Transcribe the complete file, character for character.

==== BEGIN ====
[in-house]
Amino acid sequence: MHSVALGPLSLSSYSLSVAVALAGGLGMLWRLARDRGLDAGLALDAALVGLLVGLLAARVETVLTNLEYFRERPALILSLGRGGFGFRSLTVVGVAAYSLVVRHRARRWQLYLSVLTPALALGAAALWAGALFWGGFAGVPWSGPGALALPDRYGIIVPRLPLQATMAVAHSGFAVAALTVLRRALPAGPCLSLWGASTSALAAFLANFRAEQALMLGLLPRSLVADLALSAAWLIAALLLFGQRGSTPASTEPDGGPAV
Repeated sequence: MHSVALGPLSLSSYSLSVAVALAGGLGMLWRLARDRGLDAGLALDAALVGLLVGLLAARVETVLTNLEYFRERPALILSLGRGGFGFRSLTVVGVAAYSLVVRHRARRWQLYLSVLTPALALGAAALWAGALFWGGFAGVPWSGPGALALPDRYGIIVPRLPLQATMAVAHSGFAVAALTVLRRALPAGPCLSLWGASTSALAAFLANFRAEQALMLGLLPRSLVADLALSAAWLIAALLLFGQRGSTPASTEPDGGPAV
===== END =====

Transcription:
[in-house]
Amino acid sequence: MHSVALGPLSLSSYSLSVAVALAGGLGMLWRLARDRGLDAGLALDAALVGLLVGLLAARVETVLTNLEYFRERPALILSLGRGGFGFRSLTVVGVAAYSLVVRHRARRWQLYLSVLTPALALGAAALWAGALFWGGFAGVPWSGPGALALPDRYGIIVPRLPLQATMAVAHSGFAVAALTVLRRALPAGPCLSLWGASTSALAAFLANFRAEQALMLGLLPRSLVADLALSAAWLIAALLLFGQRGSTPASTEPDGGPAV
Repeated sequence: MHSVALGPLSLSSYSLSVAVALAGGLGMLWRLARDRGLDAGLALDAALVGLLVGLLAARVETVLTNLEYFRERPALILSLGRGGFGFRSLTVVGVAAYSLVVRHRARRWQLYLSVLTPALALGAAALWAGALFWGGFAGVPWSGPGALALPDRYGIIVPRLPLQATMAVAHSGFAVAALTVLRRALPAGPCLSLWGASTSALAAFLANFRAEQALMLGLLPRSLVADLALSAAWLIAALLLFGQRGSTPASTEPDGGPAV